A new tomorrow
A raft of measures has been introduced to raise living standards in the remote, mountainous area. Zhang Yuchen reports from Tianshui, Gansu province.
Numerous measures have been introduced to raise the standard of living in remote, mountainous Tianshui, Gansu province, one of China’s poorest areas.
Abright smile played across Fang Najia’s tanned, wrinkled face as she explained the measures being taken to help her family escape the poverty trap.
The 50-something from Yawan, a village in Gongchang county in the south of Gansu, one of China’s poorest provinces, is one of millions of beneficiaries of a poverty-alleviation program that began in 2013.
Few outsiders would describe Fang’s family of four, whose details were entered in a poverty database last year, as impoverished. Unlike their less-prosperous neighbors, the family’s courtyard contains three straw-and-mud houses, but as average villagers their combined income is only about 3,000 yuan ($450) a month.
While that’s just about enough to live on, it isn’t enough to lift the burden of the 8,000 yuan Feng’s daughter has to pay every year to attend a university in the eastern province of Jiangxi.
After Gongchang’s leaders had collected information about the situations of households across the county to compile the poverty database, Fang’s family was deemed eligible to receive aid from a program designed to help people who are being pushed into poverty by the cost of higher education, or through illness and disability.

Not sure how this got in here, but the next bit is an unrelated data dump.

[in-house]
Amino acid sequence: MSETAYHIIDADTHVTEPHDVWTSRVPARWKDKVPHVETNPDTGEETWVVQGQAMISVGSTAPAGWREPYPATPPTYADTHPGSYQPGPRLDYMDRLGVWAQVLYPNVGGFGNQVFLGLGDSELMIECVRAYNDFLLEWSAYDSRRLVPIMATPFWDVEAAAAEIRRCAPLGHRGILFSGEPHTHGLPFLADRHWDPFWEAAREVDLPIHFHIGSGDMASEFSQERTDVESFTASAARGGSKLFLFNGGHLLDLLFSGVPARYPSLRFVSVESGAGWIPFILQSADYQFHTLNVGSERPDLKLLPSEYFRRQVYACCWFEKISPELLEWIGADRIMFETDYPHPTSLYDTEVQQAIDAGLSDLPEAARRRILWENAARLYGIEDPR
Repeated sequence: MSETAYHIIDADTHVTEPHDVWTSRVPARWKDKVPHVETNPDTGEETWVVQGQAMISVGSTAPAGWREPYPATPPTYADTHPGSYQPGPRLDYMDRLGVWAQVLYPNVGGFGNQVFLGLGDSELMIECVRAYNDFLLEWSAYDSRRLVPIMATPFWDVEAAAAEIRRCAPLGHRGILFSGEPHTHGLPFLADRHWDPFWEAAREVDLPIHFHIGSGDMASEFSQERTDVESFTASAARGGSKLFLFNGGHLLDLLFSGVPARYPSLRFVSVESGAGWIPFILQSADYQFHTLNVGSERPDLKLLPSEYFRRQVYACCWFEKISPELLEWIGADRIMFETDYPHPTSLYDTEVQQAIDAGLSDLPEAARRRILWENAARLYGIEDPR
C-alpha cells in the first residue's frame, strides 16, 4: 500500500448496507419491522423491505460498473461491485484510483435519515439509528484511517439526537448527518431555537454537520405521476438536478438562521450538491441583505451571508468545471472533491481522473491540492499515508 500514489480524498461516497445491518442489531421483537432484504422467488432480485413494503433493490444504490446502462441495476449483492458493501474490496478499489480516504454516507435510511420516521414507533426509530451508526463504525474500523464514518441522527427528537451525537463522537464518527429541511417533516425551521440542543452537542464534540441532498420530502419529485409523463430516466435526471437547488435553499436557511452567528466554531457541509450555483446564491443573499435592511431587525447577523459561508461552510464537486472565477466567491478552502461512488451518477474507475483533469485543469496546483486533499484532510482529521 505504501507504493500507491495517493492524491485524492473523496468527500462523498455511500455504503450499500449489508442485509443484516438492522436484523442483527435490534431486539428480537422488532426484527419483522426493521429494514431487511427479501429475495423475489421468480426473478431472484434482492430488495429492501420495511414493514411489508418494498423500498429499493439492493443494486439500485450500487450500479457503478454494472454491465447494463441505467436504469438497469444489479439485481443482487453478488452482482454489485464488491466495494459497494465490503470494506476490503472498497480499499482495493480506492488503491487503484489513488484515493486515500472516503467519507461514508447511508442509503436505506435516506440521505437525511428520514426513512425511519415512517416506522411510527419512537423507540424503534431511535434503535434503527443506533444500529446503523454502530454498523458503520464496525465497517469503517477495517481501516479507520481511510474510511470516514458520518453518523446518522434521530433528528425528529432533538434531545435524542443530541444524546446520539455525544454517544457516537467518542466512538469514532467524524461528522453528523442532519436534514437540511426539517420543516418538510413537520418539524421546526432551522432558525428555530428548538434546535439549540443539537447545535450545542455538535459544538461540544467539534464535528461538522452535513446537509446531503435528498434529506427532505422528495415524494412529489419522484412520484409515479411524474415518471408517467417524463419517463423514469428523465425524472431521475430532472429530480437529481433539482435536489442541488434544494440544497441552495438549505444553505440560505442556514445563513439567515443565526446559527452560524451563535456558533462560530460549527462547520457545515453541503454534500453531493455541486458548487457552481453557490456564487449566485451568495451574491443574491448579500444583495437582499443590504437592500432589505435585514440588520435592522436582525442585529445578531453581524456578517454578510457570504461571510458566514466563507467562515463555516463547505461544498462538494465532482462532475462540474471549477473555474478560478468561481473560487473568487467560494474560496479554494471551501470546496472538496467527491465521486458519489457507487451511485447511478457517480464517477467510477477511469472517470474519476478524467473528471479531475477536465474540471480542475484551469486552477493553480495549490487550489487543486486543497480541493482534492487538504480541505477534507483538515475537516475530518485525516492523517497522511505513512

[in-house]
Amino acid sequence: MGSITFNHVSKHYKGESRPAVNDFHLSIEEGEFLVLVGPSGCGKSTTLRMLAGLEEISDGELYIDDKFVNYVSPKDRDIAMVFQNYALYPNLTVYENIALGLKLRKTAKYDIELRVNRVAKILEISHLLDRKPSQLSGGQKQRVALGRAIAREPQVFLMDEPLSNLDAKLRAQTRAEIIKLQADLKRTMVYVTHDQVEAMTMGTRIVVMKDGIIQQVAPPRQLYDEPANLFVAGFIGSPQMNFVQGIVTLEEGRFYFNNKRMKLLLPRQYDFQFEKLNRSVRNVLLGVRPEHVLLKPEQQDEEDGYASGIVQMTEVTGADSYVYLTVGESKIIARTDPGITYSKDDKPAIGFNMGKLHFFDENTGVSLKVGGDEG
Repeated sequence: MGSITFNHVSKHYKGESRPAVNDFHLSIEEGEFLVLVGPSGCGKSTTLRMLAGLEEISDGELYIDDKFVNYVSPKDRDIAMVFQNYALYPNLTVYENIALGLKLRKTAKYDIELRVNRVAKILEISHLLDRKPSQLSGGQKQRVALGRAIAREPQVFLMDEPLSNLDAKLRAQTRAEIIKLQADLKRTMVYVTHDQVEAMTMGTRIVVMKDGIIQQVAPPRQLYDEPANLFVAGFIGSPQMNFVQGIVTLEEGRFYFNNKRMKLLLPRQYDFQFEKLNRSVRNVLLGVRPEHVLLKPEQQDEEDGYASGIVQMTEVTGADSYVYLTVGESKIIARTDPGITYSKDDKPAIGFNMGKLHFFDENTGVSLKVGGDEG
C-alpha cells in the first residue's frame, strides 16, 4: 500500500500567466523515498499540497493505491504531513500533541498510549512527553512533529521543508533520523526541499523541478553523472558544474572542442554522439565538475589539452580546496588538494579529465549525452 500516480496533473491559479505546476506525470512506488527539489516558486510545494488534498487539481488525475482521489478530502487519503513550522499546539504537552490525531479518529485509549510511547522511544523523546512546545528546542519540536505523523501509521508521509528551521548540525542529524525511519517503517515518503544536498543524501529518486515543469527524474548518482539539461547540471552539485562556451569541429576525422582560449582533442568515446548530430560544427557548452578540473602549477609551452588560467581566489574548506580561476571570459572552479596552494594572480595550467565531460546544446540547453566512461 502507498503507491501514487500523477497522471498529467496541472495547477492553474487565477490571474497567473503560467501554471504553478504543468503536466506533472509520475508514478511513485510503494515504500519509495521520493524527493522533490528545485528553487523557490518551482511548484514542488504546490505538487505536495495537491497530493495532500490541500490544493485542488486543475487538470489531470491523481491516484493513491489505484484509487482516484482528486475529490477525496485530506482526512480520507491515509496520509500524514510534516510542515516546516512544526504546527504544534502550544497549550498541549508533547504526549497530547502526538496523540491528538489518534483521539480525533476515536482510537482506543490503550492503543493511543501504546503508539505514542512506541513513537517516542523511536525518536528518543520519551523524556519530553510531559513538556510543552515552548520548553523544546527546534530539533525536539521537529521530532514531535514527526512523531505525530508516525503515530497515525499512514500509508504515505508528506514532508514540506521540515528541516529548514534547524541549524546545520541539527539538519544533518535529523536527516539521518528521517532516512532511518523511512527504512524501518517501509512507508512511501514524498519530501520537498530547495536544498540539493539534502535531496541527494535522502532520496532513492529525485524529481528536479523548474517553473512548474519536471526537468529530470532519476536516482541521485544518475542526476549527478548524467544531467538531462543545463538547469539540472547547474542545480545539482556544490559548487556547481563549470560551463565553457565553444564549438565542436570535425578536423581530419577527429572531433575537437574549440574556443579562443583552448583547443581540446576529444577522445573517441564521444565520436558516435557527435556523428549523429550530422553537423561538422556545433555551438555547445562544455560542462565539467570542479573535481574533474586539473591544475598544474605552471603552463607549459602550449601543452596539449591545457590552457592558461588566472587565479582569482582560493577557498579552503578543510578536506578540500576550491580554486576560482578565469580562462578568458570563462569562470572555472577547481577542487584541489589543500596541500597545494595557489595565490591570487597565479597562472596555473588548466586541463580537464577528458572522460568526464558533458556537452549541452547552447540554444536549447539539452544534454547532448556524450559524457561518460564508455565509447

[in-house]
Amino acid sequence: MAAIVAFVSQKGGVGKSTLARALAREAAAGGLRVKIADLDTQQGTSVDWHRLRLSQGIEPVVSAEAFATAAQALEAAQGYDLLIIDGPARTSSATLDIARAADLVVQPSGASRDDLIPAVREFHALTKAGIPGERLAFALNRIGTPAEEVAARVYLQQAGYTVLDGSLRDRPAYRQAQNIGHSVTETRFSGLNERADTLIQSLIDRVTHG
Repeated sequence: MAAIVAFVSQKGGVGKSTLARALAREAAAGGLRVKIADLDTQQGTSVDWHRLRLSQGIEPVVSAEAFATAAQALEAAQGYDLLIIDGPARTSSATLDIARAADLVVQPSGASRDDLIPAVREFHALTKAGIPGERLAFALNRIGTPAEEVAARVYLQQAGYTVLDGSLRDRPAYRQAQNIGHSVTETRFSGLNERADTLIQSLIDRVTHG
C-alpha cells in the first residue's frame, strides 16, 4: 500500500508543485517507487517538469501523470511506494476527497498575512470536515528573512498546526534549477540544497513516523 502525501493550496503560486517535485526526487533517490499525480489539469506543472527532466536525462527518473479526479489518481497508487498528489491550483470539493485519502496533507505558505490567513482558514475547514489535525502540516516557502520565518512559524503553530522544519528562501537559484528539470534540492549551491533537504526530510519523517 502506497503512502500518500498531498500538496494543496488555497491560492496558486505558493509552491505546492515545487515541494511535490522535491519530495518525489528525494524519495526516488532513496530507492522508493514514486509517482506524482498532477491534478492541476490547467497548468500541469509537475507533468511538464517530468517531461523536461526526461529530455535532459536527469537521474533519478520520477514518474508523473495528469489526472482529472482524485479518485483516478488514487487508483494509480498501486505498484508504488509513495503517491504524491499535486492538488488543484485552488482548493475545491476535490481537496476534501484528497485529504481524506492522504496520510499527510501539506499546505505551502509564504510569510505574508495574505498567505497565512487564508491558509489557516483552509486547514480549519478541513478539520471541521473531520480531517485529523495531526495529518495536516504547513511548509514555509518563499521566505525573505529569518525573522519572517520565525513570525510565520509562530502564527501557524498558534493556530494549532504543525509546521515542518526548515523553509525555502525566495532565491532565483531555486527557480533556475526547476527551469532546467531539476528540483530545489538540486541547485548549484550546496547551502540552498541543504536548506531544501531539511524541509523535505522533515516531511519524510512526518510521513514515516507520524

Under the program, Fang’s daughter is permitted to collect an annual loan of 10,000 yuan from a special education aid program operated by the county government. The loan, which will be interest free until she graduates and starts work, means she can continue her studies.
For their part, Fang and her husband can claim a low-interest, five-year loan of 50,000 yuan. If they invest the money in a mushroom-cultivation project in the village, the family will receive 4,000 yuan at the end of the year. When the contract expires, the family can repay the original sum, plus a small amount of interest, and arrange another loan. Together, the programs account for 15 percent of the county’s annual budget.
Zhang Wengang, deputy head of Gongchang, said that before the project began, every person in the county classified as impoverished was allotted the national 100 yuan minimum monthly living allowance, which was a drain on resources and provided no lasting solutions.
Fang’s family has enjoyed support from similar programs organized by different levels of the local government, which has been working to alleviate poverty since 2013, when President Xi Jinping visited the region and demanded better conditions for the rural poor.
Gansu has a population of nearly 26 million, and at the time of Xi’s visit nearly 7 million people had been assessed as living in poverty. By the end of last year, after the measures started to take effect, the number had fallen to about 3 million, a step towards achieving the target of zero poverty nationwide by 2020, as outlined in the 13th Five-YearPlan (2016-20).
To ensure resources are targeted at those in greatest need, the Gansu government intends to build a comprehensive database of the provincial poor. The guaranteed minimum income is being extended to a larger number of families, and a range of new social security policies is being introduced in areas such as education, health and housing.